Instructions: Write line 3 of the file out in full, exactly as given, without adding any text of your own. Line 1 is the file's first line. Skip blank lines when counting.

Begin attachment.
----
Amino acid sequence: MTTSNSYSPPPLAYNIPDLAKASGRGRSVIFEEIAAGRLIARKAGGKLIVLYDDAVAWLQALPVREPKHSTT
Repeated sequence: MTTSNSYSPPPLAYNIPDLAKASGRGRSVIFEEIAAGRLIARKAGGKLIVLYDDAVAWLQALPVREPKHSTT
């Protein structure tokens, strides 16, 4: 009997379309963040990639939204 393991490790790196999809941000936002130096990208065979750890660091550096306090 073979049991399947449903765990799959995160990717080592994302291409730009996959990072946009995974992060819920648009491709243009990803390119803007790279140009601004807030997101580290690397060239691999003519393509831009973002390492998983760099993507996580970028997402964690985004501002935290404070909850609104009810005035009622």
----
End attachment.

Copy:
């Protein structure tokens, strides 16, 4: 009997379309963040990639939204 393991490790790196999809941000936002130096990208065979750890660091550096306090 073979049991399947449903765990799959995160990717080592994302291409730009996959990072946009995974992060819920648009491709243009990803390119803007790279140009601004807030997101580290690397060239691999003519393509831009973002390492998983760099993507996580970028997402964690985004501002935290404070909850609104009810005035009622």